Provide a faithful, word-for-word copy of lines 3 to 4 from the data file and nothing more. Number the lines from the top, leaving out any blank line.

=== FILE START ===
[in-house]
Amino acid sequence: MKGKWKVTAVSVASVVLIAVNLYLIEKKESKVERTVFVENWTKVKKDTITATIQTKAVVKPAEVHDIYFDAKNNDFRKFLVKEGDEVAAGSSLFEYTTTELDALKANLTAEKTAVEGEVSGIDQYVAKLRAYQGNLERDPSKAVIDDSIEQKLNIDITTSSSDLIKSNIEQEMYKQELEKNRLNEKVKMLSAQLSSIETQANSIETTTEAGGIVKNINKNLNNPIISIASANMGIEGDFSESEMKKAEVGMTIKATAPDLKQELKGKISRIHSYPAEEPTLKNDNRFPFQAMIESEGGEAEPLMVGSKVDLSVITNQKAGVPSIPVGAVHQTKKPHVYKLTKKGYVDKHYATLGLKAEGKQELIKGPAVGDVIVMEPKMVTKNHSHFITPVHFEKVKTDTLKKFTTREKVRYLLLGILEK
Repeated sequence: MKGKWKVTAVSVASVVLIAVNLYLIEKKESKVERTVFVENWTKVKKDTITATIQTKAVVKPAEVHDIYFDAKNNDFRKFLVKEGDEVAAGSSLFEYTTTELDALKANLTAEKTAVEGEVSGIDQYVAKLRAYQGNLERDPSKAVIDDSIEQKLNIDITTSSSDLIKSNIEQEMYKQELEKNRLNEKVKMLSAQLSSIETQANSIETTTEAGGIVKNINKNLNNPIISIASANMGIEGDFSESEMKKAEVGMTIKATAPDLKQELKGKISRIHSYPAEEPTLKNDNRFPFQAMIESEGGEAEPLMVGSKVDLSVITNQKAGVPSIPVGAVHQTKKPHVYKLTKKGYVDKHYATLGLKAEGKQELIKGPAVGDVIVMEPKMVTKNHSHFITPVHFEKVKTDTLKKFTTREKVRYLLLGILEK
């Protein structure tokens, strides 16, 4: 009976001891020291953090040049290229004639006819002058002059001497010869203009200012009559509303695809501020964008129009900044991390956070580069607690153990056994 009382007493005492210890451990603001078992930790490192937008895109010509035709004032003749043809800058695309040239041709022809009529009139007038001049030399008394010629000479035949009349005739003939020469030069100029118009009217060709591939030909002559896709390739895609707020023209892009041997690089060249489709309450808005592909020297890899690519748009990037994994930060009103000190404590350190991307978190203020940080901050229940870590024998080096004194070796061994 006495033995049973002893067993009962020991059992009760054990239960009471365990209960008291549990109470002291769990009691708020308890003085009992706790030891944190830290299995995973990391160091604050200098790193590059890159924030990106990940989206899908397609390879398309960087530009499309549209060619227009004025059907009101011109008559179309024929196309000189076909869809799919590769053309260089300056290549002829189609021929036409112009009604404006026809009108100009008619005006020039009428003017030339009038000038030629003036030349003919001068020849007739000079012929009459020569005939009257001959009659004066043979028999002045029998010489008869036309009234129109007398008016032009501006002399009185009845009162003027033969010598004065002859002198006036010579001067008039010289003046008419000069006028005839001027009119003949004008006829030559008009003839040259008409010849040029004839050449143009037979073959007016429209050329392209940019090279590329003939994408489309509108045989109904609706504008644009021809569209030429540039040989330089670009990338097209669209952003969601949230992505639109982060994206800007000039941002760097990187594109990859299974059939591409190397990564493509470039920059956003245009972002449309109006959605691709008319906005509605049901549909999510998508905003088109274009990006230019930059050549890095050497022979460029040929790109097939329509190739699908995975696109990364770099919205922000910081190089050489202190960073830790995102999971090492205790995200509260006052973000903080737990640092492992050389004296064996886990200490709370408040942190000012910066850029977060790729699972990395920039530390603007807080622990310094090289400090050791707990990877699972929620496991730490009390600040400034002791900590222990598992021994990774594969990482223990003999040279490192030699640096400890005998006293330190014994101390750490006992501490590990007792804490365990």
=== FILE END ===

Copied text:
Repeated sequence: MKGKWKVTAVSVASVVLIAVNLYLIEKKESKVERTVFVENWTKVKKDTITATIQTKAVVKPAEVHDIYFDAKNNDFRKFLVKEGDEVAAGSSLFEYTTTELDALKANLTAEKTAVEGEVSGIDQYVAKLRAYQGNLERDPSKAVIDDSIEQKLNIDITTSSSDLIKSNIEQEMYKQELEKNRLNEKVKMLSAQLSSIETQANSIETTTEAGGIVKNINKNLNNPIISIASANMGIEGDFSESEMKKAEVGMTIKATAPDLKQELKGKISRIHSYPAEEPTLKNDNRFPFQAMIESEGGEAEPLMVGSKVDLSVITNQKAGVPSIPVGAVHQTKKPHVYKLTKKGYVDKHYATLGLKAEGKQELIKGPAVGDVIVMEPKMVTKNHSHFITPVHFEKVKTDTLKKFTTREKVRYLLLGILEK
């Protein structure tokens, strides 16, 4: 009976001891020291953090040049290229004639006819002058002059001497010869203009200012009559509303695809501020964008129009900044991390956070580069607690153990056994 009382007493005492210890451990603001078992930790490192937008895109010509035709004032003749043809800058695309040239041709022809009529009139007038001049030399008394010629000479035949009349005739003939020469030069100029118009009217060709591939030909002559896709390739895609707020023209892009041997690089060249489709309450808005592909020297890899690519748009990037994994930060009103000190404590350190991307978190203020940080901050229940870590024998080096004194070796061994 006495033995049973002893067993009962020991059992009760054990239960009471365990209960008291549990109470002291769990009691708020308890003085009992706790030891944190830290299995995973990391160091604050200098790193590059890159924030990106990940989206899908397609390879398309960087530009499309549209060619227009004025059907009101011109008559179309024929196309000189076909869809799919590769053309260089300056290549002829189609021929036409112009009604404006026809009108100009008619005006020039009428003017030339009038000038030629003036030349003919001068020849007739000079012929009459020569005939009257001959009659004066043979028999002045029998010489008869036309009234129109007398008016032009501006002399009185009845009162003027033969010598004065002859002198006036010579001067008039010289003046008419000069006028005839001027009119003949004008006829030559008009003839040259008409010849040029004839050449143009037979073959007016429209050329392209940019090279590329003939994408489309509108045989109904609706504008644009021809569209030429540039040989330089670009990338097209669209952003969601949230992505639109982060994206800007000039941002760097990187594109990859299974059939591409190397990564493509470039920059956003245009972002449309109006959605691709008319906005509605049901549909999510998508905003088109274009990006230019930059050549890095050497022979460029040929790109097939329509190739699908995975696109990364770099919205922000910081190089050489202190960073830790995102999971090492205790995200509260006052973000903080737990640092492992050389004296064996886990200490709370408040942190000012910066850029977060790729699972990395920039530390603007807080622990310094090289400090050791707990990877699972929620496991730490009390600040400034002791900590222990598992021994990774594969990482223990003999040279490192030699640096400890005998006293330190014994101390750490006992501490590990007792804490365990």